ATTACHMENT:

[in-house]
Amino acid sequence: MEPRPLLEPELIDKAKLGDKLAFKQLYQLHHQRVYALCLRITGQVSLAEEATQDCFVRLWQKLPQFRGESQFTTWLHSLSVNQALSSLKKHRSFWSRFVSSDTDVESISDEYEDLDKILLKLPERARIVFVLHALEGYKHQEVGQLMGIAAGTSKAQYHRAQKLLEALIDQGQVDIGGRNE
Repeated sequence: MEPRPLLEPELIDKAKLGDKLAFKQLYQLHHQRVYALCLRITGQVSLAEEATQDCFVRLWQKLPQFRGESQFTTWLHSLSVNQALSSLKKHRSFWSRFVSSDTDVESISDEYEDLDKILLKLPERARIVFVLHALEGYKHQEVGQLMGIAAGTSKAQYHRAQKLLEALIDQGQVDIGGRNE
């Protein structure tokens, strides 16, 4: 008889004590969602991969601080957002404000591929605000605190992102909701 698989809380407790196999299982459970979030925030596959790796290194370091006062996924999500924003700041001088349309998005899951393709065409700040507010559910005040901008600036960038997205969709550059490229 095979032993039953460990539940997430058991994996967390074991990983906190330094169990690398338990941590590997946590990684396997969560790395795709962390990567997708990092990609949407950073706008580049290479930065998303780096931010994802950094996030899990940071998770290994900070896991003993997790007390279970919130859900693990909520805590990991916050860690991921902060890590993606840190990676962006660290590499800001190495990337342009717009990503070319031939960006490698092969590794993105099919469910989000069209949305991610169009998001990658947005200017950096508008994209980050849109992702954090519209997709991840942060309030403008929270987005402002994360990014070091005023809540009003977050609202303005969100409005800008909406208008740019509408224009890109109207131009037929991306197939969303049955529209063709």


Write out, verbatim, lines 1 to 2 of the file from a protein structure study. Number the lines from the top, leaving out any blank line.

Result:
[in-house]
Amino acid sequence: MEPRPLLEPELIDKAKLGDKLAFKQLYQLHHQRVYALCLRITGQVSLAEEATQDCFVRLWQKLPQFRGESQFTTWLHSLSVNQALSSLKKHRSFWSRFVSSDTDVESISDEYEDLDKILLKLPERARIVFVLHALEGYKHQEVGQLMGIAAGTSKAQYHRAQKLLEALIDQGQVDIGGRNE